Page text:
According to Durupan & Chan, Makua Cave is approximately 150,000 years old and more than 450 feet deep. They also note that Makua Cave used to be underwater and was carved out of the sea.

Durupan & Chan also mention that the little tunnels at the end of the cave (remember, the ones that I refused to crawl into) will lead to the inner end of the cave. They also note that there used to a rope at the end that you could use to climb down and at the end you would find a happy face. Would I attempt this? Hell no.

Directions: From Honolulu you will drive west bound on H1 Freeway towards Ewa/Waianae. Follow H1 past Ewa, eventually it will become Farrington Highway and you pass Nanakuli, Makaha, and Waianae. Just past mile-marker 17 will be Makua Cave on your right hand side. Park across the street on your left in the dirt road parking lot. In the parking lot you will see a sign indicating that you are at Kaneana Park.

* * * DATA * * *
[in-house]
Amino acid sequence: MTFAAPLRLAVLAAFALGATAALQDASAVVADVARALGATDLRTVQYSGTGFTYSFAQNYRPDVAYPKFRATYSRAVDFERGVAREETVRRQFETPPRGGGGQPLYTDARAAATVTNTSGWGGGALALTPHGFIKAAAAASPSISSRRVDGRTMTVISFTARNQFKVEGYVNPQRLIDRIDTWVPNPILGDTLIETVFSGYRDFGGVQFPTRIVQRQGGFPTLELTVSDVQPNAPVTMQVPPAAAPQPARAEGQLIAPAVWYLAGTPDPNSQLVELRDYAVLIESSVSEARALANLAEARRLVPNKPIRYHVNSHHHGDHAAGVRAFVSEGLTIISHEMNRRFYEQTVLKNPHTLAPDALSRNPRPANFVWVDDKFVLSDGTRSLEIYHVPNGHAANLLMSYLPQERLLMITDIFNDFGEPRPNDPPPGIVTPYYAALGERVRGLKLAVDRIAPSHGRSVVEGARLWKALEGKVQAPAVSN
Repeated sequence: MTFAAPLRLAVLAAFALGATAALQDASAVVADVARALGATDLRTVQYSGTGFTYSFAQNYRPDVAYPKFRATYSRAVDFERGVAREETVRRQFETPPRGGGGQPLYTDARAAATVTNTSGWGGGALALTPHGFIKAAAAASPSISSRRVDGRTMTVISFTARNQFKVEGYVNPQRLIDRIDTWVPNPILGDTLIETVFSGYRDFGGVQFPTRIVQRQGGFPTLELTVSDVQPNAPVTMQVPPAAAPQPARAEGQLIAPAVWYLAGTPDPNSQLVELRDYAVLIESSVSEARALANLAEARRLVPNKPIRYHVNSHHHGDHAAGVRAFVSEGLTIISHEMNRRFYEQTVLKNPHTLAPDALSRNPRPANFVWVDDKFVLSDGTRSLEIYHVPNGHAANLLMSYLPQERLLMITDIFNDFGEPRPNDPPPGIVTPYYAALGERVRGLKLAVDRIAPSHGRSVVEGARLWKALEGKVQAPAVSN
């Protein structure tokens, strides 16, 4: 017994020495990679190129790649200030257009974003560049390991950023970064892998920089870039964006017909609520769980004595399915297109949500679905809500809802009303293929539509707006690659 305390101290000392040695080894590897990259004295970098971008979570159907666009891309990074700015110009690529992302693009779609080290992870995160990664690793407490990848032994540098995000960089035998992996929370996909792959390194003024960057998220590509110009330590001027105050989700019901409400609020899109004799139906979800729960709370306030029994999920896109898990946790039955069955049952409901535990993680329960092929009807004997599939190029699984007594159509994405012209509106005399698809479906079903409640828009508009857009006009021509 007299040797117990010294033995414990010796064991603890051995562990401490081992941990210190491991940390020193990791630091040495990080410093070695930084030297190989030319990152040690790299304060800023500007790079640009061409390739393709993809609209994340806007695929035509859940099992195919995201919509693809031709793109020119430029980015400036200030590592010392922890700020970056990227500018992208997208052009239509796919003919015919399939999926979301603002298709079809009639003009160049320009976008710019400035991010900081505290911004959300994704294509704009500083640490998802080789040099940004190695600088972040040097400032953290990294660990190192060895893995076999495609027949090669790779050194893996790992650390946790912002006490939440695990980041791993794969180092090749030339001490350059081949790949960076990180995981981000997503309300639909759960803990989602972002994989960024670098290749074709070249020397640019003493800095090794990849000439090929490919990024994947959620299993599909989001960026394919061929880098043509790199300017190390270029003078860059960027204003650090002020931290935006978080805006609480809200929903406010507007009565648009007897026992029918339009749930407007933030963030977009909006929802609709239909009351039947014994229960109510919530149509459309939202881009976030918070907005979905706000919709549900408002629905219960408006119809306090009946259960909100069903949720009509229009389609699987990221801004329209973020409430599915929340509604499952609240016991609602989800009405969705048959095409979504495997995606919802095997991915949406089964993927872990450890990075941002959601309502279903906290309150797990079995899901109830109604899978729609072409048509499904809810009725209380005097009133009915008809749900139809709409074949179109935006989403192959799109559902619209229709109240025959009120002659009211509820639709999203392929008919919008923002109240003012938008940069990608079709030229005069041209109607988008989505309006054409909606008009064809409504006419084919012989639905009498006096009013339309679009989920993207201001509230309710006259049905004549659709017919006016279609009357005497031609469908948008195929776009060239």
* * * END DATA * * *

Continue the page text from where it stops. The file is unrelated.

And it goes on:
[mappress]

If you see this Kaneana sign then Makua Cave is right across the street. Photo by Coty Gonzales.

The view from the inside of Makua Cave looking out. Photo by Coty Gonzales.

Joel Being Swallowed in by Makua Cave. Photo by Coty Gonzales.

Taking a peak at a tunnel at the end of Makua Cave. Photo by Coty Gonzales.

Leaving Makua Cave. Photo by Coty Gonzales.


1. Two people from Climb Aloha stopped by to also check out Makua Cave a few minutes after we got there. They were pretty cool and I even asked them if they were scouting some new climbing routes. They said “no way!”

About Coty

Founder of Exploration: Hawaii. Adventure, Minimalism, Vinyl, Typography, and Coffee + Matcha. A single space after a period, please.

10 comments

  1. I’m disappointed that Marvin did not try and find the “happy face”. That would have been legendary.

    • Hey Will, I actually think that they blew the hole up and now it’s impossible to descend down. But it would be be pretty trippy if you could still get down there. Though, the Shark-Man would like get pissed off like Uncle Butchie! I kid…I kid…

  2. I do not mean Nanaue as an individual i just mean in general any type of skin walker that could become a shark.